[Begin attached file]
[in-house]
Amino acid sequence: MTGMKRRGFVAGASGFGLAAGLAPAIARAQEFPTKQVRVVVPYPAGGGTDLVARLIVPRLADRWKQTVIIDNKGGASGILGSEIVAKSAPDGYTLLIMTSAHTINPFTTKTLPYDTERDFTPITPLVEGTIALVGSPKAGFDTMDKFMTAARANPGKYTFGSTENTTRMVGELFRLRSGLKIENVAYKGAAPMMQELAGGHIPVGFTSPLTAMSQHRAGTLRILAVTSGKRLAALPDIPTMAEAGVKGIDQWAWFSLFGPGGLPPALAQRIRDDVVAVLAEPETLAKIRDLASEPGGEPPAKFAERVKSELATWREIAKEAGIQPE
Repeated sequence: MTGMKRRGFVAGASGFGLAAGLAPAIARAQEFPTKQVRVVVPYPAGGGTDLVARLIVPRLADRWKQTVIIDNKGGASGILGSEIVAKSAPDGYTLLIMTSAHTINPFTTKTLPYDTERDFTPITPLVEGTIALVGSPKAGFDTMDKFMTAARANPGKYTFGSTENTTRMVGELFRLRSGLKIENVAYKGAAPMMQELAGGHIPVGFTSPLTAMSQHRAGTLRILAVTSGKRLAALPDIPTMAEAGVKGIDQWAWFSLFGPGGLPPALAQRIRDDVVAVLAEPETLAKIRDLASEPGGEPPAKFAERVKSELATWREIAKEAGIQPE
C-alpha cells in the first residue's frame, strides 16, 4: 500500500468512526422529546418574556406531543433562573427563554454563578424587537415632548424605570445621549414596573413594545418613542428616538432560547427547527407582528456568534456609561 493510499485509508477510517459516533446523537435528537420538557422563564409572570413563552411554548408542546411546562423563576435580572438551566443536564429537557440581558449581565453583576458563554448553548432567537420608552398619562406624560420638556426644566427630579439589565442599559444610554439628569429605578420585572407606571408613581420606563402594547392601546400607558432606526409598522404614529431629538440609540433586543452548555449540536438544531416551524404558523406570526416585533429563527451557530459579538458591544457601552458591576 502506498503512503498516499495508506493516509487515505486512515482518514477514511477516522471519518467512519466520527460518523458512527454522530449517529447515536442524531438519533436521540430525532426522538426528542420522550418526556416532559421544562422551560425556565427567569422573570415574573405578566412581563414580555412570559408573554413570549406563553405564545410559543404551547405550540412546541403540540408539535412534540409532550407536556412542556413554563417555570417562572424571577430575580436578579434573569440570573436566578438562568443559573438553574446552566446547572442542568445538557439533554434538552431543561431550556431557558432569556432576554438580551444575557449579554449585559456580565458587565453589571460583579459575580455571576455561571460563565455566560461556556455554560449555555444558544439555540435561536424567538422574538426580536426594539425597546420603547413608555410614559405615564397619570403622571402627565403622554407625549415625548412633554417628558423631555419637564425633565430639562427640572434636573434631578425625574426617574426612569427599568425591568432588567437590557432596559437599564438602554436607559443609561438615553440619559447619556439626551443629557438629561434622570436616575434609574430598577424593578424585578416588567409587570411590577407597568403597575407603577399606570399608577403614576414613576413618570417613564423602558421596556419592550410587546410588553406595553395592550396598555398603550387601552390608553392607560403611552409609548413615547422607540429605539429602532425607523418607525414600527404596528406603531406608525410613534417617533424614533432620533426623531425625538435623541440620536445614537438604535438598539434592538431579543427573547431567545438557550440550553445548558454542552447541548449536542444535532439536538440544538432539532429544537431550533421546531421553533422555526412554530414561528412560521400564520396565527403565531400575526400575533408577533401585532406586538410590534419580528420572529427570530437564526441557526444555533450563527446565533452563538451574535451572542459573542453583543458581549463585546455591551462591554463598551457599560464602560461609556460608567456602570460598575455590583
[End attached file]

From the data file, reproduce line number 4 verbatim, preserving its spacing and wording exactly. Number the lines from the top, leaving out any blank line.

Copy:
C-alpha cells in the first residue's frame, strides 16, 4: 500500500468512526422529546418574556406531543433562573427563554454563578424587537415632548424605570445621549414596573413594545418613542428616538432560547427547527407582528456568534456609561 493510499485509508477510517459516533446523537435528537420538557422563564409572570413563552411554548408542546411546562423563576435580572438551566443536564429537557440581558449581565453583576458563554448553548432567537420608552398619562406624560420638556426644566427630579439589565442599559444610554439628569429605578420585572407606571408613581420606563402594547392601546400607558432606526409598522404614529431629538440609540433586543452548555449540536438544531416551524404558523406570526416585533429563527451557530459579538458591544457601552458591576 502506498503512503498516499495508506493516509487515505486512515482518514477514511477516522471519518467512519466520527460518523458512527454522530449517529447515536442524531438519533436521540430525532426522538426528542420522550418526556416532559421544562422551560425556565427567569422573570415574573405578566412581563414580555412570559408573554413570549406563553405564545410559543404551547405550540412546541403540540408539535412534540409532550407536556412542556413554563417555570417562572424571577430575580436578579434573569440570573436566578438562568443559573438553574446552566446547572442542568445538557439533554434538552431543561431550556431557558432569556432576554438580551444575557449579554449585559456580565458587565453589571460583579459575580455571576455561571460563565455566560461556556455554560449555555444558544439555540435561536424567538422574538426580536426594539425597546420603547413608555410614559405615564397619570403622571402627565403622554407625549415625548412633554417628558423631555419637564425633565430639562427640572434636573434631578425625574426617574426612569427599568425591568432588567437590557432596559437599564438602554436607559443609561438615553440619559447619556439626551443629557438629561434622570436616575434609574430598577424593578424585578416588567409587570411590577407597568403597575407603577399606570399608577403614576414613576413618570417613564423602558421596556419592550410587546410588553406595553395592550396598555398603550387601552390608553392607560403611552409609548413615547422607540429605539429602532425607523418607525414600527404596528406603531406608525410613534417617533424614533432620533426623531425625538435623541440620536445614537438604535438598539434592538431579543427573547431567545438557550440550553445548558454542552447541548449536542444535532439536538440544538432539532429544537431550533421546531421553533422555526412554530414561528412560521400564520396565527403565531400575526400575533408577533401585532406586538410590534419580528420572529427570530437564526441557526444555533450563527446565533452563538451574535451572542459573542453583543458581549463585546455591551462591554463598551457599560464602560461609556460608567456602570460598575455590583